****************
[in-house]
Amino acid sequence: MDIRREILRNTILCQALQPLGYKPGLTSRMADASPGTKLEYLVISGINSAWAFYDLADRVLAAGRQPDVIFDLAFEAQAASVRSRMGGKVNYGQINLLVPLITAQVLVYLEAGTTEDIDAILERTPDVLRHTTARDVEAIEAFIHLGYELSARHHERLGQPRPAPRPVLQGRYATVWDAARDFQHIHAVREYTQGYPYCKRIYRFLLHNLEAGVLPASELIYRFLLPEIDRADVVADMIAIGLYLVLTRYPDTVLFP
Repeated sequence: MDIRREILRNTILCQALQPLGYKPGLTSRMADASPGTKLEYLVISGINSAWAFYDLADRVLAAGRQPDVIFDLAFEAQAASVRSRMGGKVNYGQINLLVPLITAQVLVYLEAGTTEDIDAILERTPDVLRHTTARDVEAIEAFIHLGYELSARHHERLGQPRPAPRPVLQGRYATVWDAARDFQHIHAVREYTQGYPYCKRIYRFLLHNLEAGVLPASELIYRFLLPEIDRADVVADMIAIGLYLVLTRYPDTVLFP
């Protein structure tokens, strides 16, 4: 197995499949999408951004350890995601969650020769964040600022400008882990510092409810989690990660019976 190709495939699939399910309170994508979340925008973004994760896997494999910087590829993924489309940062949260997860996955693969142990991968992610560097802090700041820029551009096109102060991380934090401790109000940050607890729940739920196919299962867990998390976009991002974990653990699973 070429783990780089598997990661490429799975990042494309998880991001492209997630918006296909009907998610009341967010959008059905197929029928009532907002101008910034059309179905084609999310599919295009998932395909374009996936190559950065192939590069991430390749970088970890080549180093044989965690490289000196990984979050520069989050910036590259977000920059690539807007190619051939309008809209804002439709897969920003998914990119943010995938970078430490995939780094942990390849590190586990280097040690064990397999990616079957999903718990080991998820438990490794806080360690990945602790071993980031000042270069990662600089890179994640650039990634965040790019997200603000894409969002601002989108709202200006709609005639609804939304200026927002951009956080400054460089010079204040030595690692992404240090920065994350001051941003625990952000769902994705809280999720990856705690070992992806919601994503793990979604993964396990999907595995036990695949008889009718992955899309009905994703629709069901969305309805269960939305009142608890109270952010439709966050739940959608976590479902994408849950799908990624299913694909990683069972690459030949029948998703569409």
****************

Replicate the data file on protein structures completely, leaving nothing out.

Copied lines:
[in-house]
Amino acid sequence: MDIRREILRNTILCQALQPLGYKPGLTSRMADASPGTKLEYLVISGINSAWAFYDLADRVLAAGRQPDVIFDLAFEAQAASVRSRMGGKVNYGQINLLVPLITAQVLVYLEAGTTEDIDAILERTPDVLRHTTARDVEAIEAFIHLGYELSARHHERLGQPRPAPRPVLQGRYATVWDAARDFQHIHAVREYTQGYPYCKRIYRFLLHNLEAGVLPASELIYRFLLPEIDRADVVADMIAIGLYLVLTRYPDTVLFP
Repeated sequence: MDIRREILRNTILCQALQPLGYKPGLTSRMADASPGTKLEYLVISGINSAWAFYDLADRVLAAGRQPDVIFDLAFEAQAASVRSRMGGKVNYGQINLLVPLITAQVLVYLEAGTTEDIDAILERTPDVLRHTTARDVEAIEAFIHLGYELSARHHERLGQPRPAPRPVLQGRYATVWDAARDFQHIHAVREYTQGYPYCKRIYRFLLHNLEAGVLPASELIYRFLLPEIDRADVVADMIAIGLYLVLTRYPDTVLFP
């Protein structure tokens, strides 16, 4: 197995499949999408951004350890995601969650020769964040600022400008882990510092409810989690990660019976 190709495939699939399910309170994508979340925008973004994760896997494999910087590829993924489309940062949260997860996955693969142990991968992610560097802090700041820029551009096109102060991380934090401790109000940050607890729940739920196919299962867990998390976009991002974990653990699973 070429783990780089598997990661490429799975990042494309998880991001492209997630918006296909009907998610009341967010959008059905197929029928009532907002101008910034059309179905084609999310599919295009998932395909374009996936190559950065192939590069991430390749970088970890080549180093044989965690490289000196990984979050520069989050910036590259977000920059690539807007190619051939309008809209804002439709897969920003998914990119943010995938970078430490995939780094942990390849590190586990280097040690064990397999990616079957999903718990080991998820438990490794806080360690990945602790071993980031000042270069990662600089890179994640650039990634965040790019997200603000894409969002601002989108709202200006709609005639609804939304200026927002951009956080400054460089010079204040030595690692992404240090920065994350001051941003625990952000769902994705809280999720990856705690070992992806919601994503793990979604993964396990999907595995036990695949008889009718992955899309009905994703629709069901969305309805269960939305009142608890109270952010439709966050739940959608976590479902994408849950799908990624299913694909990683069972690459030949029948998703569409």